Thursday, April 17, 2014

We're not the worst!

It's official – newspaper reporter is no longer the worst job in America. All good things, etc.

Career guidance website CareerCast has released its 26th annual rating of the best and worst jobs to have, and my chosen profession has been bumped from 200th place to 199th by lumberjack, the new worst job in America. There are parallels between the two – increasing mechanization, poor hiring prospects and shrinking pay – though the risk of being crushed by falling timber is somewhat less in a newsroom. Lumberjack is expected to see a 9 percent drop in logging positions by 2022, according to the Bureau of Labor Statistics, compared to a 13 percent drop for newspaper reporters.

Some numbers for you – the 10 worst by rank, job and mid-level pay:
  1. Lumberjack, $24,370
  2. Newspaper reporter, $37,090
  3. Enlisted military personnel, $28,840
  4. Taxi driver, $22,820
  5. Broadcaster, $55,380
  6. Head cook, $42,480
  7. Flight attendant, $37,240
  8. Garbage collector, $22,970
  9. Firefighter, $45,250
  10. Corrections officer, $38,970
Can't help but wonder how many of those jobs have lines out the door of people willing to do them practically, if not literally, for free.

As for the best jobs?

  1. Mathematician, $101,360
  2. Tenured university professor, $68,970
  3. Statistician, $75,560
  4. Actuary, $93,680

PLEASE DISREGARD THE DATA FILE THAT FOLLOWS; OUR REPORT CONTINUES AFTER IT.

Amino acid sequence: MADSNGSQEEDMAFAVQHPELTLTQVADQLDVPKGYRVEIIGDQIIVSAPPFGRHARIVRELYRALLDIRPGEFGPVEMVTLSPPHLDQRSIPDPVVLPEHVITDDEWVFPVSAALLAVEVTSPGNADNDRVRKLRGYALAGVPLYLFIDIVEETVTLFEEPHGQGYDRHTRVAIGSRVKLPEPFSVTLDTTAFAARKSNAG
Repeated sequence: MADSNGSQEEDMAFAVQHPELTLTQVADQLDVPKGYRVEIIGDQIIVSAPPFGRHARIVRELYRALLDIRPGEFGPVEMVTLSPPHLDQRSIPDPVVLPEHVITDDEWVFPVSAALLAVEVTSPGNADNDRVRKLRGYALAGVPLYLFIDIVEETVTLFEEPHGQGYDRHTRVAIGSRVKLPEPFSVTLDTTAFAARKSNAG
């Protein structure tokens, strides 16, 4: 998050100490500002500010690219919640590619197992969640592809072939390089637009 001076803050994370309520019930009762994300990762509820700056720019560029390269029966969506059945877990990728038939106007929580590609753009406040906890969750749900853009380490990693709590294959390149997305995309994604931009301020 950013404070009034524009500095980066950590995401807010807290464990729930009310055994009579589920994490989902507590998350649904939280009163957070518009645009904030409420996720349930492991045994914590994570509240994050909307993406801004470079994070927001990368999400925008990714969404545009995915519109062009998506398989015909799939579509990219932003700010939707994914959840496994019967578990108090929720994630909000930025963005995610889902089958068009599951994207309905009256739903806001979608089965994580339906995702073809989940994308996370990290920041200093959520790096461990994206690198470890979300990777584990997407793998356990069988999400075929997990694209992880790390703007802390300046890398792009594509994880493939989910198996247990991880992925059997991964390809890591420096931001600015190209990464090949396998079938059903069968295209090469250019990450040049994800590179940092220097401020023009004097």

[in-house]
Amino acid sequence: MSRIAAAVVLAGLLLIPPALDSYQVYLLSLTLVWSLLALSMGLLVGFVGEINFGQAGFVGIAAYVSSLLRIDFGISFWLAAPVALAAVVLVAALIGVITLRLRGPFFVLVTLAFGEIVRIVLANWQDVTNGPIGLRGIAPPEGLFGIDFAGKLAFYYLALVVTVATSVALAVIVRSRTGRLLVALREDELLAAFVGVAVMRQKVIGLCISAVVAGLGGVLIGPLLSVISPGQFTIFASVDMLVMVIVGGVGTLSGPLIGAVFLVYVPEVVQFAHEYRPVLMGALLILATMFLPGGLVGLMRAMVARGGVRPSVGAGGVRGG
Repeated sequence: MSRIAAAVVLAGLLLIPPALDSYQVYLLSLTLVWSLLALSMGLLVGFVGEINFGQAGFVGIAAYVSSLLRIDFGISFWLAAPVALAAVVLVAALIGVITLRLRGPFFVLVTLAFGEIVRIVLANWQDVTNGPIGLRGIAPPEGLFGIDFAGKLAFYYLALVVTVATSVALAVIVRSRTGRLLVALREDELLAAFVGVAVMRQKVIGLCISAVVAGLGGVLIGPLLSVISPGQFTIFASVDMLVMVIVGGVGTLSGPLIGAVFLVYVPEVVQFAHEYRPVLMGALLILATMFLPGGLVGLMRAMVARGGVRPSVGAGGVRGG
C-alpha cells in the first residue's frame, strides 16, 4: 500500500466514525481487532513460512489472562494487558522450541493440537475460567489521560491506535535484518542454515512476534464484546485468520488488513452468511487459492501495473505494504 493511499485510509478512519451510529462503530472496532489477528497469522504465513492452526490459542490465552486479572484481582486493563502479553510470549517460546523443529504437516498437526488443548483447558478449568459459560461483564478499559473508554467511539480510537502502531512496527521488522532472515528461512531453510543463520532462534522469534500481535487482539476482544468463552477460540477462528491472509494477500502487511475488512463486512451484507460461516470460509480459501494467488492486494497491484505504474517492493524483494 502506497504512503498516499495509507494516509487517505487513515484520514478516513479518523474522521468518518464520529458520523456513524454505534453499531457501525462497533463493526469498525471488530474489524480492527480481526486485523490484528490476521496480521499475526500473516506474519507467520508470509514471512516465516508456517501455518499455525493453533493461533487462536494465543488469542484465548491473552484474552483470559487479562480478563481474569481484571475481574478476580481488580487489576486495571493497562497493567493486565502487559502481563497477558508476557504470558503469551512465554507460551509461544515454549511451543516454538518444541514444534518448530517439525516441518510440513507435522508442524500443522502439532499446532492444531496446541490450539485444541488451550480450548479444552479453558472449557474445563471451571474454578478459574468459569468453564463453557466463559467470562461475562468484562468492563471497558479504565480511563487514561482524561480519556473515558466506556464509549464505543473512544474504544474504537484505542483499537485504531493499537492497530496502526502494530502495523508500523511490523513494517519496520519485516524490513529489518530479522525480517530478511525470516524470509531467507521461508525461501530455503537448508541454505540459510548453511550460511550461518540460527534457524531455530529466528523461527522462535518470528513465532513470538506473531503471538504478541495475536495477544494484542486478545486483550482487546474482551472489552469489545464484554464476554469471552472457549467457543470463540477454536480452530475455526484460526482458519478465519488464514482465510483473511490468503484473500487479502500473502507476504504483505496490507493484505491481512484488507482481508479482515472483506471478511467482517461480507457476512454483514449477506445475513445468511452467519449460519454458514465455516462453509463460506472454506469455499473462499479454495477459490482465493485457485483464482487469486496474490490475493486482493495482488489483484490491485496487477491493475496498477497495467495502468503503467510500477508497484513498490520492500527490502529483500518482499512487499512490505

5. Audiologist, $69,720
  6. Dental hygienist, $70,210
  7. Software engineer, $93,350
  8. Computer systems analyst, $79,680
  9. Occupational therapist, $75,400
  10. Speech pathologist, $69,870
Boy, did I get into the wrong line of work. I dug as far as 139th place (Publication editor) before I found a job that clearly fit the skills and experience I've amassed thus far. Technical writer (32nd, $65,500) might be a bit of a stretch, especially if I correctly remember the job ads I've seen. Some of the most interesting options – Meteorologist (21st, $89,260), Physicist (22nd, $106,360), Astronomer (36th, $106,360), Historian (54th, $52,480) and Elementary school teacher (117th, $53,090) – would require big changes to my education and/or years of training. The thought of starting a whole new career field in my late 30s or early 40s isn't all that appealing.

Meanwhile, CareerCast says people in these career fields have it better – Hair stylist (58th, $22,770), Janitor (97th, $22,320), Clergy (101st, $43,800), Cashier (107th, $18,920), Dishwasher (124th, $18,618), Retail salesperson (153rd, $21,410) and Waiter (174th, $18,540). Of course, I couldn't even get an interview to be a cashier or retail salesperson during my year of unemployment, so the odds of my landing one of those jobs later in life aren't great, either.

There's always househusbandry, I suppose, but for those pesky intermediate steps between here and there.

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